Californian perceptions of COVID-19 are divided based on support of President Donald Trump’s political positions, according to a poll released by UC Berkeley’s Institute of Governmental Studies, or IGS.
Between April 16 and 20, the IGS, in conjunction with the California Initiative for Health Equity and Action, polled 8,800 registered Californian voters on their attitudes toward Trump and COVID-19.
When asked how concerned they are about the pandemic, just 24% of strong Trump supporters indicated strong concern, compared to 57% of strong Trump opponents. A follow-up showed that almost half of those who strongly approve of Trump are not worried about spreading the disease to others, while only 13% of those who strongly disapprove of Trump are not worried.
“In this country, many people look at (the pandemic) from an individual point of view. ‘What is my chance of getting infected?’ and not thinking of what is the chance that they infect others,” said UC Berkeley professor Gérard Roland. “People who don’t believe in the pandemic not only endanger themselves but also endanger others.”
The drastic effect of the political split is also seen with respect to the shelter-in-place policy. The IGS poll asked whether voters are more concerned about the order ending too soon, causing COVID-19 to spread more, or extending for too long, causing economic damage.
Just 22% of Trump supporters are worried that the shelter-in-place order will end too soon, compared to the 78% who are more concerned about the economy suffering. On the other side, 91% of voters who disapprove of Trump indicated they are more concerned about the shelter in place ending too soon.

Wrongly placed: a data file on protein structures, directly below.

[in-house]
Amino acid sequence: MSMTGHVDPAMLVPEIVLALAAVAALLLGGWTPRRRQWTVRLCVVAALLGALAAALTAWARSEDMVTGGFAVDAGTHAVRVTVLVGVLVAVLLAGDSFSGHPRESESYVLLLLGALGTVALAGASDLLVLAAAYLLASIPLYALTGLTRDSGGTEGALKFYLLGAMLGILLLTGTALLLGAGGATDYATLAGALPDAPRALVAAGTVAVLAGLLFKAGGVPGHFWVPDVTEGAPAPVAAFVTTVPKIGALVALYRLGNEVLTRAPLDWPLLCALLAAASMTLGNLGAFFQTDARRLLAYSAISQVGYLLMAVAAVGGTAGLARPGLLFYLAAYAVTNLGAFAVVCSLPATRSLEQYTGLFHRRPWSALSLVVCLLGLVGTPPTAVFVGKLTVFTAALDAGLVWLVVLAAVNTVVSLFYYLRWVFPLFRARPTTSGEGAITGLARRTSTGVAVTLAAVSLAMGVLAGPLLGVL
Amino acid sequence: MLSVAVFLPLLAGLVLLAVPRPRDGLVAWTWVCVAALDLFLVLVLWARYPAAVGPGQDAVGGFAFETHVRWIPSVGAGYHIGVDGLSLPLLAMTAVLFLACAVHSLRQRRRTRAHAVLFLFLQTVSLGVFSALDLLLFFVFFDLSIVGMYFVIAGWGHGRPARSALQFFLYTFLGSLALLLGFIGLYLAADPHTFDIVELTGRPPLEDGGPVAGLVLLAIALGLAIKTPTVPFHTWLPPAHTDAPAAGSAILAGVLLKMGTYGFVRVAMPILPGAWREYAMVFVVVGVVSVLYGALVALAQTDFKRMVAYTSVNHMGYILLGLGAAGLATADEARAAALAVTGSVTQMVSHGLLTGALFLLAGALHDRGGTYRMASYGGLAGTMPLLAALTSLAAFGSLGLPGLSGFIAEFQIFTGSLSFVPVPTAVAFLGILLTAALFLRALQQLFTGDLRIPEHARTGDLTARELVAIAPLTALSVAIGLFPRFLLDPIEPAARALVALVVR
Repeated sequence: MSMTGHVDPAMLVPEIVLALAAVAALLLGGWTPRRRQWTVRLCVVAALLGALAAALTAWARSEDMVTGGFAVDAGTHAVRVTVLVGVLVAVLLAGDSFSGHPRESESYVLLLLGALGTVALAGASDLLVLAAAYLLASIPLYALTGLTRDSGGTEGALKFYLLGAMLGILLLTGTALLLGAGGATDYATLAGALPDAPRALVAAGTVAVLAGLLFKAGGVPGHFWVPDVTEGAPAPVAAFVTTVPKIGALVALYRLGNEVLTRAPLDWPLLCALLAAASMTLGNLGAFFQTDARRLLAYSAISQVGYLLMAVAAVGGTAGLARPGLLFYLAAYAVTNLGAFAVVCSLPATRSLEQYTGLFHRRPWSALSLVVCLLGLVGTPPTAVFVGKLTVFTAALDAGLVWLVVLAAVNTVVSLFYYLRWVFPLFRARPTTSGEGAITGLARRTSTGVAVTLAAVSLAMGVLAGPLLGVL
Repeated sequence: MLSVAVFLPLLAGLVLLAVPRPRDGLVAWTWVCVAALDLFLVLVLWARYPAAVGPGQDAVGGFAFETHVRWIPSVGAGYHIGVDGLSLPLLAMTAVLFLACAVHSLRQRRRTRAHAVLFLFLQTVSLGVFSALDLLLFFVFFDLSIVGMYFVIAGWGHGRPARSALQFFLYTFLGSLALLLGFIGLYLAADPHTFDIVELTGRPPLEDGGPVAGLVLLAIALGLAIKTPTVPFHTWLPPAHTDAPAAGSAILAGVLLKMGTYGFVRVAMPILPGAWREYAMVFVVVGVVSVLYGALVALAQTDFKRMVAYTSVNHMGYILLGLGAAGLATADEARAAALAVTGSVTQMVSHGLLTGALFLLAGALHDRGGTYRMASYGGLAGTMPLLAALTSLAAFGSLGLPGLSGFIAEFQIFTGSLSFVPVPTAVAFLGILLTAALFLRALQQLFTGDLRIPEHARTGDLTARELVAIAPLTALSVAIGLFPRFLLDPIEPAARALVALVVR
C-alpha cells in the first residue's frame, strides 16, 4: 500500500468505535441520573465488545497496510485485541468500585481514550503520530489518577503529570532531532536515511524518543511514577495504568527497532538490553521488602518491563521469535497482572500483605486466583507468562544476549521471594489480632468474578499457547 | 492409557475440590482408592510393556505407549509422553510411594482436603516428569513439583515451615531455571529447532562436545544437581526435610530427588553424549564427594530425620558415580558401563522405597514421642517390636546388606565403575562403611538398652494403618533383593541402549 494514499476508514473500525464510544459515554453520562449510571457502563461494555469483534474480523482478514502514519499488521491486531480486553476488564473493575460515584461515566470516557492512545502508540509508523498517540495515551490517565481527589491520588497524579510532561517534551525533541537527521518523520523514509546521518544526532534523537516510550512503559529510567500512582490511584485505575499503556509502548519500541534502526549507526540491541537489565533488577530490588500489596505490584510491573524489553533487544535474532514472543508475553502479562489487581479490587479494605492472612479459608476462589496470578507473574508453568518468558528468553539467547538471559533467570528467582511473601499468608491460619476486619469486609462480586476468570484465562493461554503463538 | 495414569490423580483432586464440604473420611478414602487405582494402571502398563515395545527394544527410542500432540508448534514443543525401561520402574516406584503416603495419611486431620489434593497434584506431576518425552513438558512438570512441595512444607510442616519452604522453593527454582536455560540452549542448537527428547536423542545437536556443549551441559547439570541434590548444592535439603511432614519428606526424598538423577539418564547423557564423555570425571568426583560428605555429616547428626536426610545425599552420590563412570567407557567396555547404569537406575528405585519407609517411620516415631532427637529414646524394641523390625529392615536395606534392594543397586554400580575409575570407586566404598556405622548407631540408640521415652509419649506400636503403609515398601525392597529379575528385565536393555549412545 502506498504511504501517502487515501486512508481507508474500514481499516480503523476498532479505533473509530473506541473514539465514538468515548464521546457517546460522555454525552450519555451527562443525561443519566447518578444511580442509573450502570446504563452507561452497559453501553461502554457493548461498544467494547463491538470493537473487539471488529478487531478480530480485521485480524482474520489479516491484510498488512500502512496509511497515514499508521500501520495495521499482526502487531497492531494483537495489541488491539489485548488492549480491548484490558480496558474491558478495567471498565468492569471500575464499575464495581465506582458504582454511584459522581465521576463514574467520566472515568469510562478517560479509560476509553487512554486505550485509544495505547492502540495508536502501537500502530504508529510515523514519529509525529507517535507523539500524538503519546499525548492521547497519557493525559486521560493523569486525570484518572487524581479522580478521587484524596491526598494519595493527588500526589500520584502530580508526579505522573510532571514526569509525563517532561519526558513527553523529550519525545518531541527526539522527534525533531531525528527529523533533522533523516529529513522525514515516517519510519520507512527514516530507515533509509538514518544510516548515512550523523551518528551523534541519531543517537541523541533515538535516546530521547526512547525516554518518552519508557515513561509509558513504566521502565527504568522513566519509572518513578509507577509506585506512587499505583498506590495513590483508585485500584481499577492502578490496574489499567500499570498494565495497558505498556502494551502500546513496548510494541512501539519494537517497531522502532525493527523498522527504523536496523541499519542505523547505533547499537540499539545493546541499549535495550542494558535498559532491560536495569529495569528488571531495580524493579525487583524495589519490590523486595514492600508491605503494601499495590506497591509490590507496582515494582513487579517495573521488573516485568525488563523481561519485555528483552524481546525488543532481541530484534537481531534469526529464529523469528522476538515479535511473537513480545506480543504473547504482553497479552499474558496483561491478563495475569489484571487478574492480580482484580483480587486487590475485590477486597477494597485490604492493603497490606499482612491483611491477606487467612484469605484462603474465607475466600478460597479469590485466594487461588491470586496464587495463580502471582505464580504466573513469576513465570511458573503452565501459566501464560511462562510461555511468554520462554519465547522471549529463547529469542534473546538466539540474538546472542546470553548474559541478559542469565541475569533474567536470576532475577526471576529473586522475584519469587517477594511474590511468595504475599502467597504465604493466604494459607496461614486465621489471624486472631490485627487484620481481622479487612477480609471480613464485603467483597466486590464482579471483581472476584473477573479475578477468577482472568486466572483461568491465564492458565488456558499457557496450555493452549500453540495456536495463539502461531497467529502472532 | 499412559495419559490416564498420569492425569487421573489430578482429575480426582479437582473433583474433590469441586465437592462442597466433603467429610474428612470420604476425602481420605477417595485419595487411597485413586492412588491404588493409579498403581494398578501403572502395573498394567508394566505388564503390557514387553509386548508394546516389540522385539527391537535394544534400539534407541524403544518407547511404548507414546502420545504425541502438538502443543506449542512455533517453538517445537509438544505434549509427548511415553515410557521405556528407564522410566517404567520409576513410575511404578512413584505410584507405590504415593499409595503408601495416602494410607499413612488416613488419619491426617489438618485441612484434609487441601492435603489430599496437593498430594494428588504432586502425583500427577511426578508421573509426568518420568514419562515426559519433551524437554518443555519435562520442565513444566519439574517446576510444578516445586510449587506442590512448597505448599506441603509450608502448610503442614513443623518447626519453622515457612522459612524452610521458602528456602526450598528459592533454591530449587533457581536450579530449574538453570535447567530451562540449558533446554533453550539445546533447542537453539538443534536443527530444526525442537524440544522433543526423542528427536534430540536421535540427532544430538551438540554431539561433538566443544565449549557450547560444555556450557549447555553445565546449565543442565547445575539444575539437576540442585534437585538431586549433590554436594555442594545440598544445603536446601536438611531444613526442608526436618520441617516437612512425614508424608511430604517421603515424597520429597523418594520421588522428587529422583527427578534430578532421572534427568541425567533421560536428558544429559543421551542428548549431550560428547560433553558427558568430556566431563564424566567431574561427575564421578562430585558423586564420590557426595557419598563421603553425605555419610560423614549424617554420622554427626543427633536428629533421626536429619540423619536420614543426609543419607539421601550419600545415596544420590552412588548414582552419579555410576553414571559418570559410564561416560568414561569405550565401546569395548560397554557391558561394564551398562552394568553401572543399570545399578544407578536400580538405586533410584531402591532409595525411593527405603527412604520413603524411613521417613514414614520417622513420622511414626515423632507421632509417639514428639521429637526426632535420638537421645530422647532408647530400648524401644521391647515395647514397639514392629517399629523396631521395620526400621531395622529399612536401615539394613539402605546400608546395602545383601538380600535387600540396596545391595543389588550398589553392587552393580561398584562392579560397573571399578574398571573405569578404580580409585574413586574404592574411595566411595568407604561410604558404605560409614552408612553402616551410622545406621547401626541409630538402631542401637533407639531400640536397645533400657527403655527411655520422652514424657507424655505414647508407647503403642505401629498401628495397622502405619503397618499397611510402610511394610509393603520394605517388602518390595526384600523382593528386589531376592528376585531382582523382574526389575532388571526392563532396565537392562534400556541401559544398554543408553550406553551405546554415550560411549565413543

“Trump supporters are following the President’s lead in pushing to reopen the economy, while those who disapprove of Trump are much more willing to continue shelter-in-place,” said IGS co-director and UC Berkeley professor Eric Schickler in the poll results.
The IGS poll also shows a divide in the perceptions of inequality caused by the disease. As essential workers from the working class and working poor continue to remain at their jobs, they are doing so at a greater risk, according to the poll.
Racial data show that the proportion of African American COVID-19 cases and deaths is larger than the group’s proportion of the population, according to the poll results.
While 70% of Californians agree that COVID-19 is “increasing inequality in the United States,” the perceived degree of inequality varies. In fact, those who do not support Trump were more than four times more likely to feel that Black people are more affected by the pandemic than other groups are, according to the poll results.
Roland said he thinks it is both “cynical and tragic” that it is easier for the privileged, who can work and earn money while staying at home, to call for the economy to restart, as they do not face any immediate danger.